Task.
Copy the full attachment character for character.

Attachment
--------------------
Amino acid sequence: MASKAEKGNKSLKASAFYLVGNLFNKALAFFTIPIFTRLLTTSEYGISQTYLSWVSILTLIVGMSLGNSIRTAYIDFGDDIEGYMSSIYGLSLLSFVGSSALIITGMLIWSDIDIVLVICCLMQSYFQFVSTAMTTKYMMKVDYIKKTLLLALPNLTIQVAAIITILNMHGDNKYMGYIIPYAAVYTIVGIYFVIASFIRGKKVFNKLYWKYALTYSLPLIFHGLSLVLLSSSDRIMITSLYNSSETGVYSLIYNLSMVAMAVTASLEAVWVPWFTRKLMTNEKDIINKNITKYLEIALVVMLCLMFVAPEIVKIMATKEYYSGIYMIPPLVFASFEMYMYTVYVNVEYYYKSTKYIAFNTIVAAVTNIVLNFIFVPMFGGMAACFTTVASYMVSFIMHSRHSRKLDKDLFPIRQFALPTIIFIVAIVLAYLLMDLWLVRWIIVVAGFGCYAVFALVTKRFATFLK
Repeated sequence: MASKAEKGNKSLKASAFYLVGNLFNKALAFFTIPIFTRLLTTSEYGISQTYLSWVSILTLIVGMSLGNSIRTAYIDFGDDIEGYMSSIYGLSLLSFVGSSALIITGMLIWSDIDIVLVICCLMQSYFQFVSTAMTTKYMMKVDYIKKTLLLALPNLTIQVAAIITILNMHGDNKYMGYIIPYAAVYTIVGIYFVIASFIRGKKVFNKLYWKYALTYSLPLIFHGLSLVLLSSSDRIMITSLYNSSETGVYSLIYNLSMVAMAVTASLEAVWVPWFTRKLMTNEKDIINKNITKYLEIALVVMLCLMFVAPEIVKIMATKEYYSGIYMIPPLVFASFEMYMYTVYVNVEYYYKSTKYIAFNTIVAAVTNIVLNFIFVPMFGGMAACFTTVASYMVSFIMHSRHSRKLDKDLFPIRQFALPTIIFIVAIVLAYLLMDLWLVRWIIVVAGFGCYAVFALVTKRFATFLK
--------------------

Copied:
Amino acid sequence: MASKAEKGNKSLKASAFYLVGNLFNKALAFFTIPIFTRLLTTSEYGISQTYLSWVSILTLIVGMSLGNSIRTAYIDFGDDIEGYMSSIYGLSLLSFVGSSALIITGMLIWSDIDIVLVICCLMQSYFQFVSTAMTTKYMMKVDYIKKTLLLALPNLTIQVAAIITILNMHGDNKYMGYIIPYAAVYTIVGIYFVIASFIRGKKVFNKLYWKYALTYSLPLIFHGLSLVLLSSSDRIMITSLYNSSETGVYSLIYNLSMVAMAVTASLEAVWVPWFTRKLMTNEKDIINKNITKYLEIALVVMLCLMFVAPEIVKIMATKEYYSGIYMIPPLVFASFEMYMYTVYVNVEYYYKSTKYIAFNTIVAAVTNIVLNFIFVPMFGGMAACFTTVASYMVSFIMHSRHSRKLDKDLFPIRQFALPTIIFIVAIVLAYLLMDLWLVRWIIVVAGFGCYAVFALVTKRFATFLK
Repeated sequence: MASKAEKGNKSLKASAFYLVGNLFNKALAFFTIPIFTRLLTTSEYGISQTYLSWVSILTLIVGMSLGNSIRTAYIDFGDDIEGYMSSIYGLSLLSFVGSSALIITGMLIWSDIDIVLVICCLMQSYFQFVSTAMTTKYMMKVDYIKKTLLLALPNLTIQVAAIITILNMHGDNKYMGYIIPYAAVYTIVGIYFVIASFIRGKKVFNKLYWKYALTYSLPLIFHGLSLVLLSSSDRIMITSLYNSSETGVYSLIYNLSMVAMAVTASLEAVWVPWFTRKLMTNEKDIINKNITKYLEIALVVMLCLMFVAPEIVKIMATKEYYSGIYMIPPLVFASFEMYMYTVYVNVEYYYKSTKYIAFNTIVAAVTNIVLNFIFVPMFGGMAACFTTVASYMVSFIMHSRHSRKLDKDLFPIRQFALPTIIFIVAIVLAYLLMDLWLVRWIIVVAGFGCYAVFALVTKRFATFLK